It is unlikely that you would get any different response from a normal flash versus restore from a cloned image…something else is likely going on either from side effects of the crash or a bug in the parsing of the new monitor’s EDID data. I’d strongly suggest either testing first with the old monitor or flashing again to get a fresh image. Other than taking a lot of disk space (and time if not using the compressed image) there isn’t much to the flash process. Somewhere along the way if nothing is found flashing would still be one of the steps before deciding to RMA or not. The RF Kill message could be related to firmware, and incorrect firmware could cause odd things to happen even in other parts of the operating system. WiFi is known to have had an early version of firmware mismatch…if you have one of those older versions of firmware there is no telling how it might interact with other parts of the system.

Thank you. Too bad there is no “supplied” or “known-good” image. This would help tremendously in finding user errors (such as disk full condition, which is on the edge of what I would call a user error.)

  • I tried reflashing using a clean install of JetPack on clean Ubuntu 14.04 using the JetPack GUI default flash procedure.

  • I then connected the identical HD monitor that had always worked.

  • Same problem persists.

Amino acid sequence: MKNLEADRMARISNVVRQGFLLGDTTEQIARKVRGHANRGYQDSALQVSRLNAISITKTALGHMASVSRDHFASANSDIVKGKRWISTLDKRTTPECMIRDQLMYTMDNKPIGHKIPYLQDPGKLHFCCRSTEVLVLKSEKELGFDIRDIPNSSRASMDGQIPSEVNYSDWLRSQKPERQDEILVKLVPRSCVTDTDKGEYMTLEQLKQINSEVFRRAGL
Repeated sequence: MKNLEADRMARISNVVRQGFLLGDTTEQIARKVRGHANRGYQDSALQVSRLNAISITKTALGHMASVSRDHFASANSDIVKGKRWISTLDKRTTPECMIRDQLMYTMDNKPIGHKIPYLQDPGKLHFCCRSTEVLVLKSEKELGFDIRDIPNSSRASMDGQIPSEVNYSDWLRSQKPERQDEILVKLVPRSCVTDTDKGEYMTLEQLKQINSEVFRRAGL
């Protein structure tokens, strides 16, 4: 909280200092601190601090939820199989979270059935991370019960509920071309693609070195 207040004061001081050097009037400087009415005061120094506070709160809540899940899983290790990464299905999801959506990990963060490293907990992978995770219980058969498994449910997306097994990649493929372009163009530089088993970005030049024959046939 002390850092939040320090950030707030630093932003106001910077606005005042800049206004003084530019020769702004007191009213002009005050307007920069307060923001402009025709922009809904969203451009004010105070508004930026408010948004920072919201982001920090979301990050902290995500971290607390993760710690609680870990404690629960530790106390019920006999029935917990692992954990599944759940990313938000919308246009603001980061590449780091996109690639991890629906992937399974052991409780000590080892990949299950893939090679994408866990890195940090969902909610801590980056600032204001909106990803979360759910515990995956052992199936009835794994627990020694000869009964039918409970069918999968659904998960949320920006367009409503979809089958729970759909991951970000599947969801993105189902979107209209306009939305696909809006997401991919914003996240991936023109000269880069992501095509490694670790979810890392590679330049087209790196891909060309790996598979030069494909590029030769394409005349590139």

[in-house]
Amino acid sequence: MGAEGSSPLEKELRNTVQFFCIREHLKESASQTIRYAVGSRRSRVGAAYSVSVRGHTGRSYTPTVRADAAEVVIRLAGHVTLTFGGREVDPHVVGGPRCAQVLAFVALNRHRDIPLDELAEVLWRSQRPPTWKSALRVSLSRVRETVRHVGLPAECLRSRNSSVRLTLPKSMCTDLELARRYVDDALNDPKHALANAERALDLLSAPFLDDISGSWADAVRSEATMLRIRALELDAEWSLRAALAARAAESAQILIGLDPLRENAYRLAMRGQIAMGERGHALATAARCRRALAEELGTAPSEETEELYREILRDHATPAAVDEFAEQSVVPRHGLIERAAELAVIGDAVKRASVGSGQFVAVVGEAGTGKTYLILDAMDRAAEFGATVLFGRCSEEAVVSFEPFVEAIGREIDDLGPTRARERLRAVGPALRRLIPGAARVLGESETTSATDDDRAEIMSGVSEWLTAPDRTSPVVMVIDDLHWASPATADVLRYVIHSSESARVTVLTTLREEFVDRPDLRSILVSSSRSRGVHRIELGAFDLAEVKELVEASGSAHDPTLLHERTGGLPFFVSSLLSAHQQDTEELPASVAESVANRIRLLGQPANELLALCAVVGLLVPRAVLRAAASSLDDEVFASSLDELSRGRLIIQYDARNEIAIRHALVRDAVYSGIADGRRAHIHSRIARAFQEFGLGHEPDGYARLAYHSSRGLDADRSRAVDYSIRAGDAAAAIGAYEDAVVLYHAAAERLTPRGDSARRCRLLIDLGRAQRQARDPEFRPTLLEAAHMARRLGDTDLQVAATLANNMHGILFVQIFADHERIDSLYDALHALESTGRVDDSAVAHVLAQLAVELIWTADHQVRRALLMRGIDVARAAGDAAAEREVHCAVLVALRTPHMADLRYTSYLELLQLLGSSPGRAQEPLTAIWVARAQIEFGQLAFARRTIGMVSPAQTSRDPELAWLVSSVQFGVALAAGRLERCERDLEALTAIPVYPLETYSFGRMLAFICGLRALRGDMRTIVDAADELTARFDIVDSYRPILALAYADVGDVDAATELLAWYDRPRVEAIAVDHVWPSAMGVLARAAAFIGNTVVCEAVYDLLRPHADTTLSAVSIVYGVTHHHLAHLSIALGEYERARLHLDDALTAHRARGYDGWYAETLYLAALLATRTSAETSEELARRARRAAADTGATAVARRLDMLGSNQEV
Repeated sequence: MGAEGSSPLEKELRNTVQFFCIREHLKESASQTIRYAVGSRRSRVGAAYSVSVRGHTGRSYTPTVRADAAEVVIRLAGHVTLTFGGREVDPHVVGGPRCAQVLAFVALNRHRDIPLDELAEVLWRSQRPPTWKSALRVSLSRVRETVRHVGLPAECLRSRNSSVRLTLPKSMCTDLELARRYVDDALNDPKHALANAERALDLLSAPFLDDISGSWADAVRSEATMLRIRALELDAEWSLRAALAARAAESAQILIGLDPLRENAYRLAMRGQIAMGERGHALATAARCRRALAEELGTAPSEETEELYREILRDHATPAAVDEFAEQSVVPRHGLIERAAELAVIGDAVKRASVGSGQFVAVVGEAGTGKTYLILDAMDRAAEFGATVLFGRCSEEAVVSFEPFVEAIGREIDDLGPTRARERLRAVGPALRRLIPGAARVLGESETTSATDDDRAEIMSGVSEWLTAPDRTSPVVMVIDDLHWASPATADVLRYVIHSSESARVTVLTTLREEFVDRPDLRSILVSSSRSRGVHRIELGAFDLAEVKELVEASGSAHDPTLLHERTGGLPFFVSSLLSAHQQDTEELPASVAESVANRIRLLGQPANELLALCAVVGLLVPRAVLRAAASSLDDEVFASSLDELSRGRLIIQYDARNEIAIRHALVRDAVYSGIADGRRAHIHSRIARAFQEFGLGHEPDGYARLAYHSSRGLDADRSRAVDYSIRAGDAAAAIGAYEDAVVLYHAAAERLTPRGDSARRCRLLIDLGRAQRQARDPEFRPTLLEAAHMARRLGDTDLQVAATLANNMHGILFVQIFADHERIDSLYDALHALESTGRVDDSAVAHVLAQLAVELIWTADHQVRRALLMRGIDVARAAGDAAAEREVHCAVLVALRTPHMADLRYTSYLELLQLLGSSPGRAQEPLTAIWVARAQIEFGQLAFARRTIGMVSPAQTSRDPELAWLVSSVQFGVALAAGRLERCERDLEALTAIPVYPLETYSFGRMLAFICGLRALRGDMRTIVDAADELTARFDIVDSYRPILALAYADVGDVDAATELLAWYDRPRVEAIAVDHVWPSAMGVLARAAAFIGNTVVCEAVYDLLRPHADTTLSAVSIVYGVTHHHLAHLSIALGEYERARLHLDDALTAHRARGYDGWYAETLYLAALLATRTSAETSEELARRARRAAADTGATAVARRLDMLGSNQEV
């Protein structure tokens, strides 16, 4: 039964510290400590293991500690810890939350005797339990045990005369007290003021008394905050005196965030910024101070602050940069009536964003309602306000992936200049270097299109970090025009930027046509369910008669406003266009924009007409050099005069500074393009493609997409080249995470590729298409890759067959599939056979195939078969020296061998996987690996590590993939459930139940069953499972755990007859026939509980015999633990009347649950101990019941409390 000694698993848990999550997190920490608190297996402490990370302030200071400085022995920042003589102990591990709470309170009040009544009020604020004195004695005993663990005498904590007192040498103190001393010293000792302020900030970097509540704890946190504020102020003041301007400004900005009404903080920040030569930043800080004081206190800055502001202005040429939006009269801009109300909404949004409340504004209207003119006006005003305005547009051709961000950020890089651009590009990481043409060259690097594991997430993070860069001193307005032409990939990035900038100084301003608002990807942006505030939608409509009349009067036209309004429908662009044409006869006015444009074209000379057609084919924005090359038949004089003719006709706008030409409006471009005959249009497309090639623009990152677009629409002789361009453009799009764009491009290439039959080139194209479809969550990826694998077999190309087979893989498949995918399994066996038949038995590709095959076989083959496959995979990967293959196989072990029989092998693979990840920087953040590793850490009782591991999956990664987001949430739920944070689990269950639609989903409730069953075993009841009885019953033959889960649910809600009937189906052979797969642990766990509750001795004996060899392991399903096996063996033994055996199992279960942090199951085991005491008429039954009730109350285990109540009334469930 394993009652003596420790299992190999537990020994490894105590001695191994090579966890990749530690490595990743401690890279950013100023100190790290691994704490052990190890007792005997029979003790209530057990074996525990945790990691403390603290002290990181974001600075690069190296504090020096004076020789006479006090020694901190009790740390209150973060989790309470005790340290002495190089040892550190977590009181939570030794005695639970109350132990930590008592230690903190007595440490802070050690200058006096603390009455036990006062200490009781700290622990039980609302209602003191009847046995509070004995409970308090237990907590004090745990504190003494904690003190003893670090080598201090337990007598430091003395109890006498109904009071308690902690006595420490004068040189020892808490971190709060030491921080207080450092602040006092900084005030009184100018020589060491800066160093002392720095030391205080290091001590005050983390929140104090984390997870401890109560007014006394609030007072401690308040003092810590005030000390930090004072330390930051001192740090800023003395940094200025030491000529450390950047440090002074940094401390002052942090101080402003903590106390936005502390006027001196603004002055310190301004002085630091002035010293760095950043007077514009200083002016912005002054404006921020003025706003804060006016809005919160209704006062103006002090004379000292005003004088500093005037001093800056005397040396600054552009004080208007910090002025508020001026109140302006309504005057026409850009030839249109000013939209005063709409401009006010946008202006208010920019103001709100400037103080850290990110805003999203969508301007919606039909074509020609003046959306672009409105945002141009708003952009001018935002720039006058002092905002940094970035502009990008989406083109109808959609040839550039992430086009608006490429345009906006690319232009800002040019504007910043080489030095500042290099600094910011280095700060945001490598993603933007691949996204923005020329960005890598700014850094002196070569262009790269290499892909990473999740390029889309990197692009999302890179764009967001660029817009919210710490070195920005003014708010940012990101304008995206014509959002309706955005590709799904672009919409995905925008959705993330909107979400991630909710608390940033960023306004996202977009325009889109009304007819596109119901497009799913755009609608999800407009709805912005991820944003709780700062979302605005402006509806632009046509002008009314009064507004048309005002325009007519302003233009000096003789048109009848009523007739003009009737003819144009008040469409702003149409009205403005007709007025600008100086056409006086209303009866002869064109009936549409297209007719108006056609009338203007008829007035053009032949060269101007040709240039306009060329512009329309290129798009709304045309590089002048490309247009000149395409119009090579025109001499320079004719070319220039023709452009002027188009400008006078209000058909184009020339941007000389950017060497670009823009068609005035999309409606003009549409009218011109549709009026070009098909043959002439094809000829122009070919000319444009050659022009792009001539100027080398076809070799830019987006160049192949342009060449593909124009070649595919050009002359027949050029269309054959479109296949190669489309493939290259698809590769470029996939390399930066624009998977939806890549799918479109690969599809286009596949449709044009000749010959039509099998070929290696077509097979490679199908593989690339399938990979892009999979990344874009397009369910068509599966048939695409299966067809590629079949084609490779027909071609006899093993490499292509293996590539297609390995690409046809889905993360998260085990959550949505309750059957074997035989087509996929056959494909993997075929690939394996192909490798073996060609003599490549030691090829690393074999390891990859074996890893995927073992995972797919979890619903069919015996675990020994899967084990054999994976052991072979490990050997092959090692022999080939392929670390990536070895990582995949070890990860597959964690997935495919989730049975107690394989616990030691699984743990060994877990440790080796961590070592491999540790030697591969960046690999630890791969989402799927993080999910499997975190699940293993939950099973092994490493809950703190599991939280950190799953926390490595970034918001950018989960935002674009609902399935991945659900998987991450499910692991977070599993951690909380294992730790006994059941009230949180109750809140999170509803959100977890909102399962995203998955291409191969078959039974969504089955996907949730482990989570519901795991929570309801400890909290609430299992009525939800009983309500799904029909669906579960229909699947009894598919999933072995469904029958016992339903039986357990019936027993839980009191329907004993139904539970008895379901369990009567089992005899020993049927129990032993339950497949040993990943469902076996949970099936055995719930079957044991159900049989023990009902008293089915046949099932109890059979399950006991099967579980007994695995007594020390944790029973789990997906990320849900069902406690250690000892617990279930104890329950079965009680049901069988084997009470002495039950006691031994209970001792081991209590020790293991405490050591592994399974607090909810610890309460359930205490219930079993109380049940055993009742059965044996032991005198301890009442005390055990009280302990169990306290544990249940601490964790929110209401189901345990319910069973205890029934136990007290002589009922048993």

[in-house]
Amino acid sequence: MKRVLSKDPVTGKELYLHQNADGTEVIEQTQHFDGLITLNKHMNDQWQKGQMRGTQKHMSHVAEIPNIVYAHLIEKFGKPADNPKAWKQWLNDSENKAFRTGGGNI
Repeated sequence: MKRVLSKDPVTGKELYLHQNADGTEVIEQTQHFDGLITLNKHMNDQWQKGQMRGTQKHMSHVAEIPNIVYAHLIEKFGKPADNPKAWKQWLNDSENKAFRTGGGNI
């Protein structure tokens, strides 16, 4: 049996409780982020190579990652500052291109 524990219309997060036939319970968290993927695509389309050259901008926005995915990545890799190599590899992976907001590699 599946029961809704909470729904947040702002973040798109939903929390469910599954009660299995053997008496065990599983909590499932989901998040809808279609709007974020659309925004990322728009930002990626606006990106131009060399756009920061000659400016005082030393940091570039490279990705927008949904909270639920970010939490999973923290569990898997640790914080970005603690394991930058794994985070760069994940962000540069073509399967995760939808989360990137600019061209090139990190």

Let me check WiFi firmware when I with the device again.

Thanks for the suggestions and explanation on how to create the rootfs manually. I may want to disable some services / startup items to see which one is causing the system to fail.

  • The system also crashes without monitor.

  • The system crashes at a random point in time. I have captured a log where the system came up in Ubuntu Desktop (booting this time with monitor) but it crashes after 2 minutes of idle time.

  • I have captured /etc/nv_tegra_release

boot_crash_after_2mins.txt (84.8 KB)

  • WiFi firmware seems OK:
ubuntu@tegra-ubuntu:~$ sudo ./wifi-config-check.sh 
[sudo] password for ubuntu: 

Checking MAC address configuration
MAC address configuration is correct.
Checking WiFi settings next

=========================================
Your developer kit is functioning correctly.
=========================================
Please check file: /home/ubuntu/wifi-config-check-log for more details
=========================================

Looks like the newer attachments are not coming through yet. Meanwhile, it looks like the original log basically starts failure messages at a time when the login manager and dbus session is starting (multi-user.target for text mode likely does not have a problem, it is at the very start of the login software for GUI that the problem starts at…Ubuntu seems to do WiFi setup here as well, so this might explain why the RF Kill message shows up while firmware is validated as correct).